A KPMG test on the cyber security of NZ businesses as part of Connect Smart Week has revealed one in ten Kiwis could fall for a phishing attack.
A test on cyber security of NZ businesses revealed 1/10 could fall for a phishing attack.
A KPMG test on the cyber security of New Zealand businesses as part of Connect Smart Week has revealed one in ten Kiwis could fall for a phishing attack.
Phishing attacks are a reality that all organisations have to deal with. Criminal organisations are readily using phishing as an attack method, with attacks occurring with increased frequency and with an increased level of sophistication. The risks are real both in a business environment and in our personal lives.
As part of Connect Smart Week, the KPMG Cyber team undertook a phishing exercise to gain insights into how security aware New Zealanders are. With Connect Smart Week having a theme of “increasing the cyber security awareness and capability of individuals in the workplace”, a phishing exercise to provide a snapshot of how security aware New Zealanders are seemed ideal.
Thirty five organisations with a total of 8,333 staff agreed to participate in the exercise. The staff were sent an email indicating the organisations had signed up to a password quality checking website, and asking them to go to the website and check the quality of their passwords.
The results were unfortunately not surprising. Of the 8,333 people phishing emails were sent to, 1009 people (12.1%) clicked on the web link in the email, and 702 (8.4%) entered their password into the website.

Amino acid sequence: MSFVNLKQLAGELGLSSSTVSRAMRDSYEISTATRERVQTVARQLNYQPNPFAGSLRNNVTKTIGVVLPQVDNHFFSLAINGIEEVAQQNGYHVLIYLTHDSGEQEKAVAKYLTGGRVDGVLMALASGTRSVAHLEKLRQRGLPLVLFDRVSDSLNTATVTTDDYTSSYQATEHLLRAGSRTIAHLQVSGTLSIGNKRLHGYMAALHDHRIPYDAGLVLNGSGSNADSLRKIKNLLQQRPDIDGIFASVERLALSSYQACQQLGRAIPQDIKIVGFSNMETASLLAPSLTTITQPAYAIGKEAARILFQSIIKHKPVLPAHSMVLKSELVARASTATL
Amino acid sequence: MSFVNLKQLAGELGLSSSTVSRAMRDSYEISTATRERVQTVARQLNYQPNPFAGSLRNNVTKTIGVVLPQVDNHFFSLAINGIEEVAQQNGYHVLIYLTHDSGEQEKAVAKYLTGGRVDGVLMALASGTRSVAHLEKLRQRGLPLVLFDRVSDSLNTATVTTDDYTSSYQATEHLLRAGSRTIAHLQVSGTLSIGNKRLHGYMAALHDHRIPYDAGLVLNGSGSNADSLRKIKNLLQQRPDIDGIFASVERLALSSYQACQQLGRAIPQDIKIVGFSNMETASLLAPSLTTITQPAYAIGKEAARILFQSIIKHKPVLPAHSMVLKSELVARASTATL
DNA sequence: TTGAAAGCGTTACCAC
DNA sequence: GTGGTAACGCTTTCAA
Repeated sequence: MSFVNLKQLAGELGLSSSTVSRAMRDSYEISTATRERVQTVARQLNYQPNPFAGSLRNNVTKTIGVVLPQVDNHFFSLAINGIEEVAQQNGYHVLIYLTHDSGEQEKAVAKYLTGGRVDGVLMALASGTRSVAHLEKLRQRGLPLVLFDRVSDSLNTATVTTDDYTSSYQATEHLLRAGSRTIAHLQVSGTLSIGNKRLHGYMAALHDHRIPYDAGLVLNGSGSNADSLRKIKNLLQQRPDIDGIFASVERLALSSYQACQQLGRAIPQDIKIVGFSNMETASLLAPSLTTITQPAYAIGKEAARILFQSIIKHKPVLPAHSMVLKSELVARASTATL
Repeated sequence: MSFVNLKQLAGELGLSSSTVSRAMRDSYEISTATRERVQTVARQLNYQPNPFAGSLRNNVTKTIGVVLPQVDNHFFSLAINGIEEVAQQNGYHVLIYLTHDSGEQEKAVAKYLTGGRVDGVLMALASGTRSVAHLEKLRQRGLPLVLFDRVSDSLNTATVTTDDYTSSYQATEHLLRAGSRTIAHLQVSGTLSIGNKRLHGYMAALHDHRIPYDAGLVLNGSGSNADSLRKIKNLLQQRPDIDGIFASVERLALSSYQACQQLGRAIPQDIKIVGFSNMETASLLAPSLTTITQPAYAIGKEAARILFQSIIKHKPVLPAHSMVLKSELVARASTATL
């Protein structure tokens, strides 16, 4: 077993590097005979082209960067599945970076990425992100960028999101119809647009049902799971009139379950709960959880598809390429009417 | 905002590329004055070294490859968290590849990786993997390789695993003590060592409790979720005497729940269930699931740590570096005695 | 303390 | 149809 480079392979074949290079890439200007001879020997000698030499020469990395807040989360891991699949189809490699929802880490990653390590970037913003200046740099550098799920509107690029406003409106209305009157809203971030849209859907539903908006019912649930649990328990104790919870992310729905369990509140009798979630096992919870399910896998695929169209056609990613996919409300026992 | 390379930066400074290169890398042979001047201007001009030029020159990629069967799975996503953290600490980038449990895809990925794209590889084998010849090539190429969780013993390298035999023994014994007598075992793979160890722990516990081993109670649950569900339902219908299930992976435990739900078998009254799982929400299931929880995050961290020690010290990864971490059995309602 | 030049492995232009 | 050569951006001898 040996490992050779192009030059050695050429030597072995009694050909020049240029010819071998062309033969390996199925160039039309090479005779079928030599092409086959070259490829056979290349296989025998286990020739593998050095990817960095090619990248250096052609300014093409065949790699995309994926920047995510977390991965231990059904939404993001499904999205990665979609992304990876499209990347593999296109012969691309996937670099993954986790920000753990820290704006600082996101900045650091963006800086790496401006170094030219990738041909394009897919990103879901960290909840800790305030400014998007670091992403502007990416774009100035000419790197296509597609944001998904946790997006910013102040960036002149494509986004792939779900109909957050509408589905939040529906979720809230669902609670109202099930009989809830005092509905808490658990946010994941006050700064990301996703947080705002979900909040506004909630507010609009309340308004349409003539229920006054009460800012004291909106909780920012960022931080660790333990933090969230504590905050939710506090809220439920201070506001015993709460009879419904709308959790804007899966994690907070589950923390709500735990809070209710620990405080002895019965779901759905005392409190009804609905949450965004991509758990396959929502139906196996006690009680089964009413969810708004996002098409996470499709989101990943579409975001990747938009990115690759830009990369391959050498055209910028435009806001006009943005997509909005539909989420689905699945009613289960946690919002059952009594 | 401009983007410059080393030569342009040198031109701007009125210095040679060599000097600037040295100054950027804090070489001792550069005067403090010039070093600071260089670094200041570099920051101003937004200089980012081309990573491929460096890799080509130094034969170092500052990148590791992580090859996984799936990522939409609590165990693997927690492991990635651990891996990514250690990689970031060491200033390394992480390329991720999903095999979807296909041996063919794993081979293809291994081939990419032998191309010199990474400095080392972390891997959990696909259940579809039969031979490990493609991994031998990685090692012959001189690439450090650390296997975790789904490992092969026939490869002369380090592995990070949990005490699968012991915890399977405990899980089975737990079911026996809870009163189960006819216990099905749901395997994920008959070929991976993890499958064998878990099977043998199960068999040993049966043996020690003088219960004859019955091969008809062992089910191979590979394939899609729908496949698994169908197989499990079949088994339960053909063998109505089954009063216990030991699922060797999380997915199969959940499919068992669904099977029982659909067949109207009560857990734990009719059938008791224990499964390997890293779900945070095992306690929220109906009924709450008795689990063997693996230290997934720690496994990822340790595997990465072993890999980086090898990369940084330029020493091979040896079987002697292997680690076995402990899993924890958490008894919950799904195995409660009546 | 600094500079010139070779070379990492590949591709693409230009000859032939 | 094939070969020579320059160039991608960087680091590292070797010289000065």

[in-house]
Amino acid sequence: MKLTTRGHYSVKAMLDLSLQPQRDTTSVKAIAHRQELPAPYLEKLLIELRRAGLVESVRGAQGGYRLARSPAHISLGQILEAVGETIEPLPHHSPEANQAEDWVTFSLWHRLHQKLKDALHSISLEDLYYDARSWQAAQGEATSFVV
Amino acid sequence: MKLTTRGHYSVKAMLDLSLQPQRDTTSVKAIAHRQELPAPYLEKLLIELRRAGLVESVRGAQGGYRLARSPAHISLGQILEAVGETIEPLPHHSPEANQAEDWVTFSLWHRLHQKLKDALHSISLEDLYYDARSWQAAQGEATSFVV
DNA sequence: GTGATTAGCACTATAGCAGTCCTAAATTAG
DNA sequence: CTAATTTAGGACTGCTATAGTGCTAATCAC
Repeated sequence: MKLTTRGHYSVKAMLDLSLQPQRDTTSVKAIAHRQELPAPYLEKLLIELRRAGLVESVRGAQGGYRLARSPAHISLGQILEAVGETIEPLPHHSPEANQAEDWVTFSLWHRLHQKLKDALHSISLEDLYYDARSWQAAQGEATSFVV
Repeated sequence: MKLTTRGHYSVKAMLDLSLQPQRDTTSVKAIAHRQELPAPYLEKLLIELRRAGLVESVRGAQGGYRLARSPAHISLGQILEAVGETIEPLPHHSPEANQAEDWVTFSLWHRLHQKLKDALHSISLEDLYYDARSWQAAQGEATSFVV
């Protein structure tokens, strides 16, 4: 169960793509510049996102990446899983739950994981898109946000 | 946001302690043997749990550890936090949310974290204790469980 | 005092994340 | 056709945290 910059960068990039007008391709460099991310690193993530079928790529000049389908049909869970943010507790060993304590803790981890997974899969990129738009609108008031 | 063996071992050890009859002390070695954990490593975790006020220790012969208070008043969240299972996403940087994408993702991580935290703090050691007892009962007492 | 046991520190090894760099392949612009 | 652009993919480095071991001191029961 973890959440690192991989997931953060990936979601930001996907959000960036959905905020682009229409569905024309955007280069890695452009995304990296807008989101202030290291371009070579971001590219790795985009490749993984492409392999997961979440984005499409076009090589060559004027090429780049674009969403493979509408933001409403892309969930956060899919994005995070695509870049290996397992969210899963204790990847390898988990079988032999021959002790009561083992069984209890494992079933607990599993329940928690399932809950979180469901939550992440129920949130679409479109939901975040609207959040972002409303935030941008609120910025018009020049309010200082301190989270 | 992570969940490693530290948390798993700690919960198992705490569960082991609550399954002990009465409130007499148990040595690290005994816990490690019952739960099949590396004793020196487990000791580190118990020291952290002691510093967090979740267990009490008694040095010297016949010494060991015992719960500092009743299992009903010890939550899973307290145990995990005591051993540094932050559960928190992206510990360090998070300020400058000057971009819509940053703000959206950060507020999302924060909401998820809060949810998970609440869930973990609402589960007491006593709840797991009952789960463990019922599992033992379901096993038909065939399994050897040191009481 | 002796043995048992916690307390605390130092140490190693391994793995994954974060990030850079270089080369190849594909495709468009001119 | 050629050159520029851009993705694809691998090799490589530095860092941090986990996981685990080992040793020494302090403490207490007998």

The first person entered their password into the website in less than a minute after the phishing emails were sent. “Had the phishing emails been real, that would have meant cyber-criminals would have had the passwords for a significant number of people in every organisation” says Philip Whitmore, KPMG Partner and head of KPMG Cyber. “With many New Zealand organisations still relying upon just username and password for remote access; that would have also meant it was game over for many of the organisations involved” says Whitmore.
The percentage of staff within an organisation that provided their passwords ranged from 1% to 25%. The size of an organisation did not seem to affect the results, with staff from both small and large organisations falling for the phishing emails.
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